Business is, and always will be, about people. Even though other skills are important, there's probably no better investment you can make for yourself and your business than to boost your emotional intelligence. This refers not only to how you can interpret and respond to the feelings and thoughts of others but also how well you know yourself and respond to your own feelings and thoughts. It's one of the best things you can do to move forward as a truly fearless leader.

Responding well to others starts with knowing yourself.

Emotional intelligence involves empathy, by definition. It's about looking at the cues you're getting and putting them into a context, based on your own experiences. So, if you want good emotional intelligence, start by looking at yourself. Do everything you can to become as self-aware as possible and understand what triggers specific emotions or reactions for you.

Here's one simple exercise you can try to get started with understanding your emotions. Consider these nine emotions:  anger, sadness, energy, lack of energy, satisfaction, happiness, un-fulfillment, anxiety, and excitement. Of course, there are many more emotions than this, and much of life is arguably spent in gray areas where we feel a mix of different things. But for this exercise, just pick five emotions from the list above. Write them down. Then, for each one you've picked, list a few things that trigger those feelings. Getting praise from a co-worker might make you feel happy or proud, for example. Don't worry about it if the same situation makes you feel wildly different than someone else. Everyone is unique, and you're trying to understand yourself.

Other popular techniques can help you become self-aware, too. For instance, meditation and journaling are great choices that can help you see patterns or notice more of the world around you. The main thing is to be willing to be an investigator. What do you see and hear? Are there emotions or thoughts you have that won't go away? Carve out some time each day to get answers, and accept that learning about yourself is a constant, ongoing process.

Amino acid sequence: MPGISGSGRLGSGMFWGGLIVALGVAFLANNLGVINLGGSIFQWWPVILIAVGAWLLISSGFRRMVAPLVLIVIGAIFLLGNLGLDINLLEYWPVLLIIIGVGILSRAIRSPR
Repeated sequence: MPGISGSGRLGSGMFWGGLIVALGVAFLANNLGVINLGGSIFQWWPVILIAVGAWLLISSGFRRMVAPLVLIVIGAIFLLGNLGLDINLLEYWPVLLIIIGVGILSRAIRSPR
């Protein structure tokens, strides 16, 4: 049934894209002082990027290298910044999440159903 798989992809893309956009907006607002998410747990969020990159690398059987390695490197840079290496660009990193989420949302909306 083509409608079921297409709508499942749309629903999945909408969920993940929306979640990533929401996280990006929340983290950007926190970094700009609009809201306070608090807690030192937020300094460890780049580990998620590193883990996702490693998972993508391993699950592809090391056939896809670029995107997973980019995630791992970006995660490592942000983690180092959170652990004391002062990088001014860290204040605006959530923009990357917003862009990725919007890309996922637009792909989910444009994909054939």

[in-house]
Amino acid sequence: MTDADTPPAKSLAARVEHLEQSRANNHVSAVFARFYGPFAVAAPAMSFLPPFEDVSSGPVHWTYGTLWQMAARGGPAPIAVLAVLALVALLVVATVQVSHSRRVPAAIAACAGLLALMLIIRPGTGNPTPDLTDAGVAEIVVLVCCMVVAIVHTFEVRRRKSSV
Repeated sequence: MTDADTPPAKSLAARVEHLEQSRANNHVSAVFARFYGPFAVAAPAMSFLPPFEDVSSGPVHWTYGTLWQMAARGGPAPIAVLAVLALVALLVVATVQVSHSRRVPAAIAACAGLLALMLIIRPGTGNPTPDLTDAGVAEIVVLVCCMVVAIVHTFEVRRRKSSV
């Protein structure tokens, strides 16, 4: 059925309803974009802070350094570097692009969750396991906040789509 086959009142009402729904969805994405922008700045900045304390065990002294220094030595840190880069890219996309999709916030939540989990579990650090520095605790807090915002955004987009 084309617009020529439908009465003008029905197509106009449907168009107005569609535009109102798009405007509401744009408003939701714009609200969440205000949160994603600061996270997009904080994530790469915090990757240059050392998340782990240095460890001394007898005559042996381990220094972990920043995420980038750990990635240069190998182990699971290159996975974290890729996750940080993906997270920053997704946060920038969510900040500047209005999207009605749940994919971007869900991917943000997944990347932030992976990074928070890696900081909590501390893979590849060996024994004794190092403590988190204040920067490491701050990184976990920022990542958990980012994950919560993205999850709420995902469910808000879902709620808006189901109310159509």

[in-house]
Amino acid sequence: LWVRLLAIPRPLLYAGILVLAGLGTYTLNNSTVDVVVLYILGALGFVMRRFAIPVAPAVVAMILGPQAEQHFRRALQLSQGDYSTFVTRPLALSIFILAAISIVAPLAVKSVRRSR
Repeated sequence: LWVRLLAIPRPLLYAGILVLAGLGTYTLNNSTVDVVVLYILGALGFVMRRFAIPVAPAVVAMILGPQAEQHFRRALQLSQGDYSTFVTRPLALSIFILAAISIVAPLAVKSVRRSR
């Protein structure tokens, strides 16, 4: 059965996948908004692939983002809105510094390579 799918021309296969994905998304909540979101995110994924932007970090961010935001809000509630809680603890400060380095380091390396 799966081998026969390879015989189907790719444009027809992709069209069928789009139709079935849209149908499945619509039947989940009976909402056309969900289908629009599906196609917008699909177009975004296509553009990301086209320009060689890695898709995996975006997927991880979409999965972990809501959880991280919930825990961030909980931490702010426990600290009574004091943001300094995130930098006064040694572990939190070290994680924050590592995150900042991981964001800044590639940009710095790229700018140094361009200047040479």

After recognition comes management.

Emotional intelligence is a two-part affair. You have to recognize what you personally think and feel, but you then have to decide what action to take. That's self-management. If you do it right, self-management helps you direct how you feel in the immediate future, improves how you interact with others, and leads to great performance results.

Good self-management usually focuses on minimizing "negative" emotions like anger and maximizing "positive" emotions like joy. Think back on some recent instances in your life. If someone made you upset, how did you handle it? Did it totally wreck your day, or were you able to shake it off and keep moving toward your goals? If someone pumped you up, what can you do to create more potential for that kind of situation to happen again?

You can't guarantee that every day will be perfect at the office. But personally, I've found that two mantras really keep me grounded and get my attitude in the right place:

  1. "Small things amuse small minds. So just let it go. Be the bigger person."
  2. "The only way they can win is if I let them. So I'm going to choose to win the day."

Applying it all to others.

There's still a third aspect to emotional intelligence -- understanding what triggers others, how they think and feel, and how that all influences how everyone interacts. Watch carefully for people's cues, such as body language or tone of voice. Then, use your management skills to intentionally decide how to speak or behave so that you trigger the reaction you want in them. Fearless leaders learn to do this in a wide variety of settings, even under stress. And if you channel your own emotions properly, then you can have a powerfully positive influence on your friends, family members, colleagues, and the entire community.

When others need help, you can be a solid rock.

Business can be amazingly rewarding, but it can be incredibly complex, too. When anxiety or doubt starts to creep in, applying emotional intelligence to yourself and others is like finding a life preserver in rough water. Practice your EQ skills as much as you can so others can cling to you, and together, you'll always come into a safe harbor.